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Loafer bees vital to cultural development of hive

APIARISTON – Workers, drones and queens are widely known for the tasks of gathering, production and continuity that perpetuate the highly eusocial bee civilization.

The casual observer may not know, however, that many of the bee’s intellectual advances came from the little-known loafer bee, a kind of outcast in the traditional division of hive labor. The much-maligned loafer gets almost no attention, because it seeks none of the credit for a hive’s commercial output. It does, however, deserve accolades for more subtle contributions.

For example, it was a loafer bee that first fermented honey into mead. “The workers and drones spend all week making honey and keeping the hive warm, stuff like that,” said self-styled beeologist Orin Dearey. “It took a forward-thinking bee, somebody off the clock to try something new.”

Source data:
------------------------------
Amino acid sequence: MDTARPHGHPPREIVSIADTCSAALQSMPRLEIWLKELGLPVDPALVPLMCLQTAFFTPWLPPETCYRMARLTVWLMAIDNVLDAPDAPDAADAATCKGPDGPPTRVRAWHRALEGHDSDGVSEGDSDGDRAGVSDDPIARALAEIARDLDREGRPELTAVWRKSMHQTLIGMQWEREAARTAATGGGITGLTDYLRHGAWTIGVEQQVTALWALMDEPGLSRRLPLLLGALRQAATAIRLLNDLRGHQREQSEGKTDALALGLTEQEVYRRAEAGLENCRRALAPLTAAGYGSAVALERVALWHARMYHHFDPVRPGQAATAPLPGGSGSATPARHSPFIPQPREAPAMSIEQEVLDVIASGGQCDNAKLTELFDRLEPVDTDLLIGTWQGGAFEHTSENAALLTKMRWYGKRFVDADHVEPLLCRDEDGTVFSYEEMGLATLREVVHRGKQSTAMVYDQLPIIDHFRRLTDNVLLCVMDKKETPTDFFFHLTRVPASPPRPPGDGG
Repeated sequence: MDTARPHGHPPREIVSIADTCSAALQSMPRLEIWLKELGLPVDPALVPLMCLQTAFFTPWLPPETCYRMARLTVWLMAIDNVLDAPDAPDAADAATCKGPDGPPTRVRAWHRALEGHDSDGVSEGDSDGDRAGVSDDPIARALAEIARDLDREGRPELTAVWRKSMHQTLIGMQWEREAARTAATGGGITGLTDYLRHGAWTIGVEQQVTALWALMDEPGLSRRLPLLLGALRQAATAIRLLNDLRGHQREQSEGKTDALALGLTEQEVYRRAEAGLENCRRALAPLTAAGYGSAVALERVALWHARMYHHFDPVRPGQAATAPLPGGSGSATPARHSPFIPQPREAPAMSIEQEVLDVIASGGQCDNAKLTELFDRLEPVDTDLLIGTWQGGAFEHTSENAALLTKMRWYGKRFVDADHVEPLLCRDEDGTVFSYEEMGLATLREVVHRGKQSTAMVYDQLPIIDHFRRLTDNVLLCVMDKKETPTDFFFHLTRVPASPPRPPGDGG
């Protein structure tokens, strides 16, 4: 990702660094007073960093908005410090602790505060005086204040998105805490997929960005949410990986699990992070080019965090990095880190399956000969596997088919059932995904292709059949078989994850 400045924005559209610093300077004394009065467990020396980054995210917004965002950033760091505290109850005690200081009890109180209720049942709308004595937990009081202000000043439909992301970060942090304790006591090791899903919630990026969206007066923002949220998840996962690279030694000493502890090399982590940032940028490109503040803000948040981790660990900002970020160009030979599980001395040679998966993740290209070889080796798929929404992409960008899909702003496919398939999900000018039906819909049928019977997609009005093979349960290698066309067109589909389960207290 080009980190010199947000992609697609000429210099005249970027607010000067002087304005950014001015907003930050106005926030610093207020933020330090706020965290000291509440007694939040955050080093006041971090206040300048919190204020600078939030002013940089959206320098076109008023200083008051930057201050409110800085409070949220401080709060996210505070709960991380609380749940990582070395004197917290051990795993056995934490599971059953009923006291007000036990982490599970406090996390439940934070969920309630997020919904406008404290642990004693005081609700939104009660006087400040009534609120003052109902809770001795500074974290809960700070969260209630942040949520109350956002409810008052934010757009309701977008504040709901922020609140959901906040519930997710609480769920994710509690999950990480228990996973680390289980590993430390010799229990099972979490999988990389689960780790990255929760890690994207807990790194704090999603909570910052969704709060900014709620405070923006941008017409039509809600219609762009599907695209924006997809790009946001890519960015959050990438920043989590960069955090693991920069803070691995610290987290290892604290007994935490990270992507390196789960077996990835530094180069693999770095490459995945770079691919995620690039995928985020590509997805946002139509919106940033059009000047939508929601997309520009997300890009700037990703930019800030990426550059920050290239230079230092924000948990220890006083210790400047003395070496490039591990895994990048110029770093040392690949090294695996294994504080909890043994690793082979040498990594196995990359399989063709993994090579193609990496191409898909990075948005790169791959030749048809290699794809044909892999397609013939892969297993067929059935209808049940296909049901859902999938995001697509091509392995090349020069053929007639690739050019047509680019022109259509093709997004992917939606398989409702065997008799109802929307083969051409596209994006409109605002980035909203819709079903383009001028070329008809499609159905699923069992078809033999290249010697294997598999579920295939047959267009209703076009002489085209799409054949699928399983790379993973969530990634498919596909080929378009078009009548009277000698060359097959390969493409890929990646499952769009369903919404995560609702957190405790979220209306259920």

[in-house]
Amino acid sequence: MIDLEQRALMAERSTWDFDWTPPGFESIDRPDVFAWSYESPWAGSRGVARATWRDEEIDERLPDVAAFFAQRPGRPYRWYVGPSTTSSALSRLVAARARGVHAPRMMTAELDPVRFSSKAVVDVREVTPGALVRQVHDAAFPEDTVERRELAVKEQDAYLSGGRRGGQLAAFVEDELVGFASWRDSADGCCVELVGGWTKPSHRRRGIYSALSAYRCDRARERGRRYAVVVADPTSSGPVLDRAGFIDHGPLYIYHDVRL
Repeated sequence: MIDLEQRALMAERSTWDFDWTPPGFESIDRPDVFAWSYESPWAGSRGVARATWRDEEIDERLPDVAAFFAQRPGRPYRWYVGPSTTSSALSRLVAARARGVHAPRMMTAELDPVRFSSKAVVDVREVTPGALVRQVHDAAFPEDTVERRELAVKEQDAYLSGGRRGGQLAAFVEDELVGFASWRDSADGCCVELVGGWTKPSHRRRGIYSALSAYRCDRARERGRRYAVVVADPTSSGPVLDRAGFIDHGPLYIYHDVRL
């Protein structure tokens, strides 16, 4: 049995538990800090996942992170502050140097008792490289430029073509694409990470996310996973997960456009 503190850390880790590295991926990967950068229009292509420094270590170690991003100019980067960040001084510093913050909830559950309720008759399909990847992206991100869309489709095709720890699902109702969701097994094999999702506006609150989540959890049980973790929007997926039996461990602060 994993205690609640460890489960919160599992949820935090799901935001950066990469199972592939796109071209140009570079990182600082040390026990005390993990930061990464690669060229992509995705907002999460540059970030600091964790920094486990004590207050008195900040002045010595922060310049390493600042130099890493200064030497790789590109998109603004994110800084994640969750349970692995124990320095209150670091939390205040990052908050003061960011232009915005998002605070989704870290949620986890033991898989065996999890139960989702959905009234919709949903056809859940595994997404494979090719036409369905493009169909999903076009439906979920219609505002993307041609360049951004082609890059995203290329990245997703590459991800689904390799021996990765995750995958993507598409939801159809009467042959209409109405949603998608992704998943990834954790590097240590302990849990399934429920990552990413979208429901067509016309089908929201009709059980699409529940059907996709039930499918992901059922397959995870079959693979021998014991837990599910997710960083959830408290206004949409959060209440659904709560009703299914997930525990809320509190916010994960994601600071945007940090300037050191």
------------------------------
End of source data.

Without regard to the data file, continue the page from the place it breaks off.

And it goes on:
A loafer bee probably came up with the idea of pollinating hemp, Dearey believes. “It’s not regarded as a honey-producing plant, but it has lots of uses bees don’t usually consider. They could probably make stronger, greener hives with it.”

Although we cannot hear it, Dearey contends that bees make music, and the loafer bee is the composer, arranger and conductor. “If they ever take up hacky-sack, you can bet it’s going to be the loafer bee leading the way.”

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